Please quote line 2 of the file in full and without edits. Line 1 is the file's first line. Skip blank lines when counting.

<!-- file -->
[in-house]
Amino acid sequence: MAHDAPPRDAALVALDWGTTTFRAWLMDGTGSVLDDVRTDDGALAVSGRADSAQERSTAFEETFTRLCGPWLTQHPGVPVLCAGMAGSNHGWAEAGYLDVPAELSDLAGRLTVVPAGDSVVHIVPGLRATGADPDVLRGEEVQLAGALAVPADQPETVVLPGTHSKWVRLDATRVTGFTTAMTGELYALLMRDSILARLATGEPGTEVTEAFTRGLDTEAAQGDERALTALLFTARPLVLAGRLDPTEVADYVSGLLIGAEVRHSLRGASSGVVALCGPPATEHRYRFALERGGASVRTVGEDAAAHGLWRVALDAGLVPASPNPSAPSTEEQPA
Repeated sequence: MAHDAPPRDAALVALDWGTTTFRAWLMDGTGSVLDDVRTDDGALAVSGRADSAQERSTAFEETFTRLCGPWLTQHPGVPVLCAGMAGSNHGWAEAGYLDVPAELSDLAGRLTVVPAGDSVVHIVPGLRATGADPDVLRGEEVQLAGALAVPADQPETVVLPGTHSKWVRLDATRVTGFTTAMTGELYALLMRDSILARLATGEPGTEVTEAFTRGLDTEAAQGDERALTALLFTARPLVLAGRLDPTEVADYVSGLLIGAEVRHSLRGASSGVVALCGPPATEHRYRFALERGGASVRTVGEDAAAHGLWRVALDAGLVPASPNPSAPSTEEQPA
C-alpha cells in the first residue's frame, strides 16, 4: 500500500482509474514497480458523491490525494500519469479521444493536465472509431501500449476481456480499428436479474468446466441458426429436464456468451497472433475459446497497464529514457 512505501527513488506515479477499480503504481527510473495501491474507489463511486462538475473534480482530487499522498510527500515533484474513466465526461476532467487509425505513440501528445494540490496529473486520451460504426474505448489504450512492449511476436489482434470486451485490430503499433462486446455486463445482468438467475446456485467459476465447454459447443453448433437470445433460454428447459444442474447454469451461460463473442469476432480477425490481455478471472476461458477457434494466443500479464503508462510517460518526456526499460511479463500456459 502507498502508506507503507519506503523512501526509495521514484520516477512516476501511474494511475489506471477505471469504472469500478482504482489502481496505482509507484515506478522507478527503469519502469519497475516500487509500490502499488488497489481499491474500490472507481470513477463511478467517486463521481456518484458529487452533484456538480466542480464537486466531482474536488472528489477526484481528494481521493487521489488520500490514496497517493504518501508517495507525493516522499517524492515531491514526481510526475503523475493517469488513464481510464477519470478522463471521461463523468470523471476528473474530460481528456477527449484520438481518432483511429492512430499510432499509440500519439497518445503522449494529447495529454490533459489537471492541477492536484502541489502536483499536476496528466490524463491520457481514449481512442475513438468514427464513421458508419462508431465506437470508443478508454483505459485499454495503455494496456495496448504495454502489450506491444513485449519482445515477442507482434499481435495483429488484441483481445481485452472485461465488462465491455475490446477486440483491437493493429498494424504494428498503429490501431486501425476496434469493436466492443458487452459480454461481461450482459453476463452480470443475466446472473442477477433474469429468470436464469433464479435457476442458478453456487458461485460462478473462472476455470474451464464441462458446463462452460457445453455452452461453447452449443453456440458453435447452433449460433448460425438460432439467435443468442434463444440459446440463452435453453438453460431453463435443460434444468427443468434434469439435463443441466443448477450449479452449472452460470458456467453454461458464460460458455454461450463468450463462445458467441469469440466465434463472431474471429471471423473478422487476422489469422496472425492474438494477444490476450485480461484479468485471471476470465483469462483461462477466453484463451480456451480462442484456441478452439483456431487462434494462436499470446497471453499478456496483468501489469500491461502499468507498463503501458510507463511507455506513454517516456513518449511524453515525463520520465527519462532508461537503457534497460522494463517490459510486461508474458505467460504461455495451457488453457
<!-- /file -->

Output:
Amino acid sequence: MAHDAPPRDAALVALDWGTTTFRAWLMDGTGSVLDDVRTDDGALAVSGRADSAQERSTAFEETFTRLCGPWLTQHPGVPVLCAGMAGSNHGWAEAGYLDVPAELSDLAGRLTVVPAGDSVVHIVPGLRATGADPDVLRGEEVQLAGALAVPADQPETVVLPGTHSKWVRLDATRVTGFTTAMTGELYALLMRDSILARLATGEPGTEVTEAFTRGLDTEAAQGDERALTALLFTARPLVLAGRLDPTEVADYVSGLLIGAEVRHSLRGASSGVVALCGPPATEHRYRFALERGGASVRTVGEDAAAHGLWRVALDAGLVPASPNPSAPSTEEQPA